Maybe We Should Pay More Attention To The Bible … Part 4

The Shroud of Turin

A number of years ago I became fascinated by the Shroud of Turin and read a few books and a number of articles on the shroud. Samples were taken and the experts at the time determined that the cloth dated back to the Middle Ages and thus could not be the burial cloth of Jesus of Nazareth. So it receded from my attention as well as many others. But as I recall, the evidence not including the Carbon 14 tests, was quite compelling as to its probably being the authentic burial cloth of Jesus. There are many sources where you can read about the shroud and I will not attempt to recap or summarize, mainly because my recollection is from many years past. However, if you haven’t opened the lid on this fascinating subject I would strongly encourage you to do so. Who knows, it could be the piece of the puzzle that persuades you to accept this Jesus guy, the forgiveness of sin and the salvation he offers. Eternal life with the creator of the universe in a pretty good deal if you ask me.

So there has been a new study of the shroud by some Italian scientists that contradict the Carbon 14 findings of the 1980s and bring the probable date of the cloth and the image to the time of Christ  plus/minus 200 or so years.  


Here are some links and snippets I’ve accumulated over that past few days (love the Internet) that may whet your appetite, not only on the shroud, but an appetite for the man in the cloth … Jesus of Nazareth.

Does New Study of Burial Cloth Add to Existing Proof that Jesus Was Resurrected Around 33 AD?

And a video:

And a comment from one of the new researchers:

We know that the carbon dating of the cloth has come under great scrutiny because they violated the sampling protocol agreed to in 1985. They were supposed to cut three different samples from three different locations on the cloth. Instead they cut only one sample from an area they were warned to avoid–the outside corner edge–where it had been held and handled hundreds of times and an area most susceptible to contamination and possible repair. Chemist Ray Rogers determined in a peer reviewed scientific journal article in 2005 that it was indeed subjected to some kind of medieval reweave. The sample has become highly questionable and many feel the 1988 carbon date is therefore inconclusive.

The new dating research published today by Giulio Fanti will be presented to peer review. If others validate his process and procedures and can validate his work, this may become a critical moment for the Shroud striking a final death blow to the 1988 carbon dating described as a “shoddy affair” by Harry Gove, inventor of the AMS method of carbon dating.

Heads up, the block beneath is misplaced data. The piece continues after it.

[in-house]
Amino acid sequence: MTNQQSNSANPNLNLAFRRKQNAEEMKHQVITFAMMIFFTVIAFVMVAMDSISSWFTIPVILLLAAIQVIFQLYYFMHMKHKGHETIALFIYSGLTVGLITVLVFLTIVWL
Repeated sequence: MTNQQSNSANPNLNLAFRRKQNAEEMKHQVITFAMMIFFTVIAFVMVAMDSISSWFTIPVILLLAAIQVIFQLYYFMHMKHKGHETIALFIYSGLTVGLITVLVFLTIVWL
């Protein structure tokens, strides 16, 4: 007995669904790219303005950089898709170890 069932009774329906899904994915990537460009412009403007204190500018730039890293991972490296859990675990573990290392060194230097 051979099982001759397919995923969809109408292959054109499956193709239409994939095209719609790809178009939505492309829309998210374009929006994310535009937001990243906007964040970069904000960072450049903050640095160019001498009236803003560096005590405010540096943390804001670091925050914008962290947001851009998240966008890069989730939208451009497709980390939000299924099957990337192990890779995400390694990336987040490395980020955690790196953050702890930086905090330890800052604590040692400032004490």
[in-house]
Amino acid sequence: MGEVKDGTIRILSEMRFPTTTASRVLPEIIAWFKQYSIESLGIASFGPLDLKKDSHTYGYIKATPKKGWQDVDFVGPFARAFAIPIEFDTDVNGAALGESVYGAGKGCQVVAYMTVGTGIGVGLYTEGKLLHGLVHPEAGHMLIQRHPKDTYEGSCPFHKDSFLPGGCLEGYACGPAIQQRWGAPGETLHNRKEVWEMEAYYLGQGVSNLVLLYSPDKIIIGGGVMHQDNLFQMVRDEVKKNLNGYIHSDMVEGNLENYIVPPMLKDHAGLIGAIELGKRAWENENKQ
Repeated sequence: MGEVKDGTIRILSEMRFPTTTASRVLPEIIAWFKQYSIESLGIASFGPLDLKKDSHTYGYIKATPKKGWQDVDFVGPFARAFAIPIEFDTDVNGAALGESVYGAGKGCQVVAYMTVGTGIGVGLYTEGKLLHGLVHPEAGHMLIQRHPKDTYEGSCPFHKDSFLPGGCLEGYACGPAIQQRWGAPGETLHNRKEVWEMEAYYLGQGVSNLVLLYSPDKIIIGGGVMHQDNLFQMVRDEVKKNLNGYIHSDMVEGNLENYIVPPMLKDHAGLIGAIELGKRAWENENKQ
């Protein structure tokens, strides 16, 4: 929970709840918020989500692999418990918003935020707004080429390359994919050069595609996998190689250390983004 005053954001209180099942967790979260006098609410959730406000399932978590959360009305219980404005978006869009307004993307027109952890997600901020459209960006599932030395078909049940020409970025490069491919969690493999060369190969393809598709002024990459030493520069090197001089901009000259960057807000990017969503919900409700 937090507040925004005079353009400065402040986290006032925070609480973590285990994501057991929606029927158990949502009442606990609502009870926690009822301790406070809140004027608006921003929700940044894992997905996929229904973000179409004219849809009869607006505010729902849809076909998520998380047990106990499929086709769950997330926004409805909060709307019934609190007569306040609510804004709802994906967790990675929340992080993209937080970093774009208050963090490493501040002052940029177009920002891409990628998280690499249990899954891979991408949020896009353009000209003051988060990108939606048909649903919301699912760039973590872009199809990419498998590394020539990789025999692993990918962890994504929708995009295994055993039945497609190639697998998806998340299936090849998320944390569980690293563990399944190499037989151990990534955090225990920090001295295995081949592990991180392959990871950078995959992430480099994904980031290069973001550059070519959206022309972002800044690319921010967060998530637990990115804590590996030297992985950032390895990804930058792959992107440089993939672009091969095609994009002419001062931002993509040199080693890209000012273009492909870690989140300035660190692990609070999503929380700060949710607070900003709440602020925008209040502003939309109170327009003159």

That Pope Francis introduced the Shroud during a special one-hour televised exhibition yesterday on Holy Saturday is also highly significant. The exhibition was originally called for by former Pope Benedict XVI as his “last act of love to the world.” Francis, who has a masters degree in chemistry, may decide to open the Shroud up to a new round of testing, something all Shroud researchers have been hoping for decades.

A fine line has always existed between the Shroud as a holy object of veneration and an artifact subjected to scientific scrutiny.

As science continues to affirm the possible authenticity of the Shroud, perhaps science and faith can finally be on the same page again as they were with great thinkers like Saint Thomas Aquinas who saw science and theology as two sides of the same coin—one explored the physical world and the other the realm of spirit. Did they come together on an ancient piece of linen? Maybe so. Perhaps the message of the Shroud is what Jesus said to Doubting Thomas after the resurrection, “Stop doubting and believe!” Perhaps through the Shroud we too are given the same opportunity Jesus gave to Thomas.


Curiosity is a wonderful thing. Turn yours loose on this incredibly fascinating historical  artifact. 


Don Johnson April 2013


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